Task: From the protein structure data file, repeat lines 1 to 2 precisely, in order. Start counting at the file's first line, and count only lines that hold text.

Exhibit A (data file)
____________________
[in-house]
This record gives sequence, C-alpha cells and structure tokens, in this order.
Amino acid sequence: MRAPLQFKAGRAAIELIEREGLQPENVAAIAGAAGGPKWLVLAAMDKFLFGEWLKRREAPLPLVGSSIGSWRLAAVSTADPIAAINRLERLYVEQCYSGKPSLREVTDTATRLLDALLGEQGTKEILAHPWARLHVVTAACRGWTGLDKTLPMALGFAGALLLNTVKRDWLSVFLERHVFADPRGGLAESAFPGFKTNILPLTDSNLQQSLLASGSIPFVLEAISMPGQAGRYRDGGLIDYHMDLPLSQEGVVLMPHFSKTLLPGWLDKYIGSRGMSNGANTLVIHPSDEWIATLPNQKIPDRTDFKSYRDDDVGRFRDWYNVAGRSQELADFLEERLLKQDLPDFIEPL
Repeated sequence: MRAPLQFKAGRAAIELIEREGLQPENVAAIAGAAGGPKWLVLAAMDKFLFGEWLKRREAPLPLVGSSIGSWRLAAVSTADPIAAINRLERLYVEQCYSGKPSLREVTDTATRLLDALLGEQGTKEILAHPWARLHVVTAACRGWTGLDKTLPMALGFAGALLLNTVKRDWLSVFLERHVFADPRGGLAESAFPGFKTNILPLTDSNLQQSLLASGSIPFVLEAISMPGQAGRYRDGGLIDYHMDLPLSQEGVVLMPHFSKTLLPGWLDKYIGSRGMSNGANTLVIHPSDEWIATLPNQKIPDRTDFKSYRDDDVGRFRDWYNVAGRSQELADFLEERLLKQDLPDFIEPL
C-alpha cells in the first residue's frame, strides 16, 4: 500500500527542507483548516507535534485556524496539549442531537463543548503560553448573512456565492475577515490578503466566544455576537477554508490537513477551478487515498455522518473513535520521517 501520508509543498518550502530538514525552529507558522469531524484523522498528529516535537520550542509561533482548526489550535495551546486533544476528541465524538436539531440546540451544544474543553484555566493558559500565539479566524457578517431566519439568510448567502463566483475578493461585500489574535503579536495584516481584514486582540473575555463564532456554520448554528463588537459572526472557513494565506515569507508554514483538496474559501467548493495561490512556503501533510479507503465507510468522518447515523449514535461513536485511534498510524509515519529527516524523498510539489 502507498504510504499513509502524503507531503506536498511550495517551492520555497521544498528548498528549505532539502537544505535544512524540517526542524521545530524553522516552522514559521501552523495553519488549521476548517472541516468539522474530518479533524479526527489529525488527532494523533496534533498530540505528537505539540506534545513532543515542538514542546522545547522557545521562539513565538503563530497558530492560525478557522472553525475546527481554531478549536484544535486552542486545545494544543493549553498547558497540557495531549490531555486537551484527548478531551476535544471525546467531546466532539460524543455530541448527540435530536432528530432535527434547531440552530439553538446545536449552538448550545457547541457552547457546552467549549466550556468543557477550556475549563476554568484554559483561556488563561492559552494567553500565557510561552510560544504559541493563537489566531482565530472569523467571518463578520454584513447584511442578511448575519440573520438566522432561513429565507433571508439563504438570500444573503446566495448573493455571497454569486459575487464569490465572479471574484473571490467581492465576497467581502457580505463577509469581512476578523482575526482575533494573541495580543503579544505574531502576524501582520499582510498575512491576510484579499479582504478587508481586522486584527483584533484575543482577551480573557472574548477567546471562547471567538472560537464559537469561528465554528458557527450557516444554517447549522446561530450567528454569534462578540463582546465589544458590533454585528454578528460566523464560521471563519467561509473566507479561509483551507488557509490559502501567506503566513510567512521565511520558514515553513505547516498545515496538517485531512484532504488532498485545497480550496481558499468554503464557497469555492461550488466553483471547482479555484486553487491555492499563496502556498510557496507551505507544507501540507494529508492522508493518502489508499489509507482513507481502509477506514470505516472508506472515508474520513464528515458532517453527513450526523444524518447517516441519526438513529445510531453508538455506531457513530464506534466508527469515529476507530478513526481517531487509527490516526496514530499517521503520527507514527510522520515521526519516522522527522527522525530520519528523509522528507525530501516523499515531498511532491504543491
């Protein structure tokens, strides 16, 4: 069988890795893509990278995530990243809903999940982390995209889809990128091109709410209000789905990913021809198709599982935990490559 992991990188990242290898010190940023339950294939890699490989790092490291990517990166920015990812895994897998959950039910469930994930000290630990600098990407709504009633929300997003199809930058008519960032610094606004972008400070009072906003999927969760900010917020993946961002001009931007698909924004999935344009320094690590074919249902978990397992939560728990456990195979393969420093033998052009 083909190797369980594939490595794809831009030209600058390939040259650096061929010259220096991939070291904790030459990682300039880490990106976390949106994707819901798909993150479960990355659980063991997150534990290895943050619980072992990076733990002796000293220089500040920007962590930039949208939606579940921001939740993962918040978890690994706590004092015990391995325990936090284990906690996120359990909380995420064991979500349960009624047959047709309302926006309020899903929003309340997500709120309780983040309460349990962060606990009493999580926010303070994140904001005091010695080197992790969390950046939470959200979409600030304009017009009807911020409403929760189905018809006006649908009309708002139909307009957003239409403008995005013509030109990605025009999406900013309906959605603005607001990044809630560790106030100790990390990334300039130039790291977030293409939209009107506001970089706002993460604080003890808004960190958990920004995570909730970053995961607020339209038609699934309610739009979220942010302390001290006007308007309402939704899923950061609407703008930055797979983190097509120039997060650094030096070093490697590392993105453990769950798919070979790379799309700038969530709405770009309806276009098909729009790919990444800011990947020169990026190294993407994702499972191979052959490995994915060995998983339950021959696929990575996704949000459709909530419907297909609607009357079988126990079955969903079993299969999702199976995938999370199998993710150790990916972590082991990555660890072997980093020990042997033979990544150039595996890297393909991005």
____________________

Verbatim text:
[in-house]
This record gives sequence, C-alpha cells and structure tokens, in this order.